given repeatedly in 1-min intervals until RSS ≥2.
The SOS was withdrawn if the patient’s SpO2 was ≤92 %
during endoscopy. Oxygen was given via facemask (5 L ·
min−1) and the patient was instructed to take deep breaths.
When SpO2 recovered to ≥95 %, another intubation
attempt was made.
Immediately after intubation, end tidal CO2
concentration (first breath) was recorded. Tolerance of the ETT
was assessed using a 3-point scale (1, well tolerated and
cooperative; 2, mild coughing and/or grimacing but still
cooperative; 3, severe coughing and/or agitated and not
]. General anesthesia was induced
immediately after assessment of ETT tolerance. Infusion of
the study drug was discontinued upon completion of
induction of general anesthesia.
At the 24-h postoperative follow-up visit, patients were
interviewed to assess their recall of pre-anesthesia events,
administration of topical anesthesia, endoscopy and
intubation, and whether there had been complications (for
example, injury to the teeth, lip or oral mucosa, sore throat
or hoarseness). Patient satisfaction with the whole
procedure was assessed on an 11-point numeric rating scale (0,
completely dissatisfied; 10, completely satisfied).
The primary efficacy endpoint of this study was the
proportion of patients intubated successfully at the first
attempt. Based on the findings of a previous study, in
which the first attempt success rates using
dexmedetomidine versus remifentanil in AFOI were 38 and 76 %
], we calculated that a sample size of 64
patients would be sufficient to detect a difference
between the treatment groups with a power of 0.8 and a
significance level of 0.05. Considering possible 5 %
dropout, the sample size was set at 68.
We used SPSS 13.0 software (SPSS, Chicago, IL) for
statistical analyses. Continuous variables are expressed
as mean ± standard deviation, and were compared within
groups using the paired t-test and between groups using
the independent t-test. The chi-squared test or Fisher’s
exact test were used to compare categorical data
between the groups. Intubation conditions and tolerance
score were analyzed using the independent samples
Mann–Whitney U test. Blood pressure and HR at
different time points were compared using two-way
repeatedmeasures analysis of variance. A P value <0.05 was
regarded as statistically significant.
A total of 70 patients were assessed for eligibility, and 68
patients were enrolled. The enrolled patients were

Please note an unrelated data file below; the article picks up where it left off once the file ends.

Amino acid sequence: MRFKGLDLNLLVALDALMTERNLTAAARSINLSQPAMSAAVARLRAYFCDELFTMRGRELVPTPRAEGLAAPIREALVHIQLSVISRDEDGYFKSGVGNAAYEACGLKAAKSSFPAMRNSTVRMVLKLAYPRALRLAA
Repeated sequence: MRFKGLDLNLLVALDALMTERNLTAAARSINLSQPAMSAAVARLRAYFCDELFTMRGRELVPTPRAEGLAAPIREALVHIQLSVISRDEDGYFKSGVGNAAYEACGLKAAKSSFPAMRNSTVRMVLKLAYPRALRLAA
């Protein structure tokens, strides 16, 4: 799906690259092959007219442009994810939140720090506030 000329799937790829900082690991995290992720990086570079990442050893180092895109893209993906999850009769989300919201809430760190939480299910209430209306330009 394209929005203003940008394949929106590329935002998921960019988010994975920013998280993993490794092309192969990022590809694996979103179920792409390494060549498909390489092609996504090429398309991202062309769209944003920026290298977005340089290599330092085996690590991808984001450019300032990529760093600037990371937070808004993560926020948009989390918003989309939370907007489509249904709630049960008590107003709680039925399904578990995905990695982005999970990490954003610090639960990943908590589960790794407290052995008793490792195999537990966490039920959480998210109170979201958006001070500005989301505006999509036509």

randomized and all of them completed this study (Fig. 1).
Patients’ demographic and clinical characteristics did not
differ between the groups (Table 1).
The baseline RSS of the two groups were similar (Table 2),
but RSS was significantly higher in Group D than in Group
R 10 min after drug infusion (Table 2, P = 0.001).
All patients were successfully intubated with the SOS.
The first intubation attempt success rates and the need
for rescue midazolam were similar between the groups
(Table 2). In first-time SOS insertions, the intubation
scores of the two groups were broadly comparable. After
intubation, mild coughing was observed in 12 patients in
Group R, compared with 24 patients in Group D (and
one case of severe coughing), resulting in significantly
different tube tolerance scores (P = 0.001). The duration
of drug infusion was 26.0 ± 4.5 versus 24.8 ± 4.0 min in
Groups D and R, respectively (P = 0.247).
Nine patients in Group R and two in Group D developed
hypoxia during intubation. The incidence of hypoxia
(defined as SpO2 ≤ 90 % or a decrease of 10 % below baseline
saturation, with the number of desaturation episodes
measured on a per patient basis) in Group R was significantly
higher than Group D (26 % versus 6 %, P = 0.021). The
lowest SpO2, observed in a patient in Group R, was 85 %. All
patients who developed hypoxia recovered to an SpO2 ≥
95 % within 2 min after administration of supplementary
oxygen by face mask. The hemodynamic changes observed
in both groups were similar (Table 3). There were no
significant differences in the occurrence of hemodynamic
adverse events between the groups from the beginning of
drug infusion until 10 min after intubation (Table 4).
Significantly more patients in Group R recalled airway
management than Group D (Table 2). There were no significant
differences in patient satisfaction (Table 2) or intubation
complications between the two groups (Table 4).
We found that remifentanil and dexmedetomidine are